The semantic layer is critical for helping non-technical users understand the data. In many traditional analytics environments, semantic layers are created and maintained by IT personnel. This is not an ideal situation, because IT personnel often do not have the same view of data as the analysts. They tend to use different terms, often do not understand the business definition of the data, and often do not know what queries would be run by end users. IT personnel typically need frequent interactions with business analysts to properly define the data.
Arcadia Enterprise provides an easy-to-use interface to let business analysts create and maintain an accurate and detailed semantic layer. Semantic layers can be used to enable the right level of information sharing and collaboration across authorized users. Two key features come into play here:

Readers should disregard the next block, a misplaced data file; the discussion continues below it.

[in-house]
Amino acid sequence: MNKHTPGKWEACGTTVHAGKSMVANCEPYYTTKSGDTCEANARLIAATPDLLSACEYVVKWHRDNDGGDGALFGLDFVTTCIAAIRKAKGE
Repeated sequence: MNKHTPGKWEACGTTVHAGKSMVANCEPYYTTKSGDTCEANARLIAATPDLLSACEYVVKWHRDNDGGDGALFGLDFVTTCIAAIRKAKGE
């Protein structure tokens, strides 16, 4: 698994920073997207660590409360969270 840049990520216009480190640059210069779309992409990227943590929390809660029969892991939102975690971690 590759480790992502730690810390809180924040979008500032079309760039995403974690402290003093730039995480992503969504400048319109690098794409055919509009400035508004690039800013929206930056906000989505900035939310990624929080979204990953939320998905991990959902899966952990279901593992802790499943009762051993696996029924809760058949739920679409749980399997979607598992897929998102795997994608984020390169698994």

- Data model definition. Power users or analysts can specify tables (and fields) to join and the join type (e.g., inner, left, right). Users can preview a subset of the joined data.
- Field definitions. For enriching information about fields, users can set a display name, add a comment/description, specify a default aggregation (used in the visualization interface), and specify geo type (see screen image below). Users can also categorize fields as a “dimension” or a “measure,” set the data type, and hide fields from the visualization interface.
Arcadia Enterprise initially makes a best guess about field definitions, which can then be updated as desired. As part of a comprehensive self-service analytics platform, the Arcadia Enterprise semantic layer interface simplifies the access to data for non-technical users. Users do not have to turn to IT personnel to define these layers, but are empowered to make adjustments at will and quickly build visualizations, dashboards, and analytical applications.
Accelerating queries with analytical views